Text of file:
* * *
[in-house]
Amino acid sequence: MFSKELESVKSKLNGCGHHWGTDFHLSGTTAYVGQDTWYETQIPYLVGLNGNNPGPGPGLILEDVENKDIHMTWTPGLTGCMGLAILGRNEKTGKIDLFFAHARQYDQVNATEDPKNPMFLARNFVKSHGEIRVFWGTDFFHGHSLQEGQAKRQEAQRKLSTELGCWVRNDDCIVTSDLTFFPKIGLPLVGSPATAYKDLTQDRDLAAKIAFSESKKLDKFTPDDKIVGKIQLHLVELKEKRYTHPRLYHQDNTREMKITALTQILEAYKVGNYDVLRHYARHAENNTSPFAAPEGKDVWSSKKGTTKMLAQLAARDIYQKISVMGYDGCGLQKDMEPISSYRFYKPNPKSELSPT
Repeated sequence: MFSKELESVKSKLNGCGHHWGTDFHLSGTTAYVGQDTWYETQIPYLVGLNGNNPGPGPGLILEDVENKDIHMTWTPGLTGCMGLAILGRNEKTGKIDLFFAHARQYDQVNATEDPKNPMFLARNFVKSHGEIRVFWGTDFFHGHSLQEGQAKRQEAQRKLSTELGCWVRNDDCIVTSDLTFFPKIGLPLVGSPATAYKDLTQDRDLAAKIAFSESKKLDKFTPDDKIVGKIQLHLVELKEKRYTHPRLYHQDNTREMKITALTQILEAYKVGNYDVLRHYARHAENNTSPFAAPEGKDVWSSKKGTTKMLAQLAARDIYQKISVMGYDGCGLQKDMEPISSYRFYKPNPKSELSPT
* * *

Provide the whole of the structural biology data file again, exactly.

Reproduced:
[in-house]
Amino acid sequence: MFSKELESVKSKLNGCGHHWGTDFHLSGTTAYVGQDTWYETQIPYLVGLNGNNPGPGPGLILEDVENKDIHMTWTPGLTGCMGLAILGRNEKTGKIDLFFAHARQYDQVNATEDPKNPMFLARNFVKSHGEIRVFWGTDFFHGHSLQEGQAKRQEAQRKLSTELGCWVRNDDCIVTSDLTFFPKIGLPLVGSPATAYKDLTQDRDLAAKIAFSESKKLDKFTPDDKIVGKIQLHLVELKEKRYTHPRLYHQDNTREMKITALTQILEAYKVGNYDVLRHYARHAENNTSPFAAPEGKDVWSSKKGTTKMLAQLAARDIYQKISVMGYDGCGLQKDMEPISSYRFYKPNPKSELSPT
Repeated sequence: MFSKELESVKSKLNGCGHHWGTDFHLSGTTAYVGQDTWYETQIPYLVGLNGNNPGPGPGLILEDVENKDIHMTWTPGLTGCMGLAILGRNEKTGKIDLFFAHARQYDQVNATEDPKNPMFLARNFVKSHGEIRVFWGTDFFHGHSLQEGQAKRQEAQRKLSTELGCWVRNDDCIVTSDLTFFPKIGLPLVGSPATAYKDLTQDRDLAAKIAFSESKKLDKFTPDDKIVGKIQLHLVELKEKRYTHPRLYHQDNTREMKITALTQILEAYKVGNYDVLRHYARHAENNTSPFAAPEGKDVWSSKKGTTKMLAQLAARDIYQKISVMGYDGCGLQKDMEPISSYRFYKPNPKSELSPT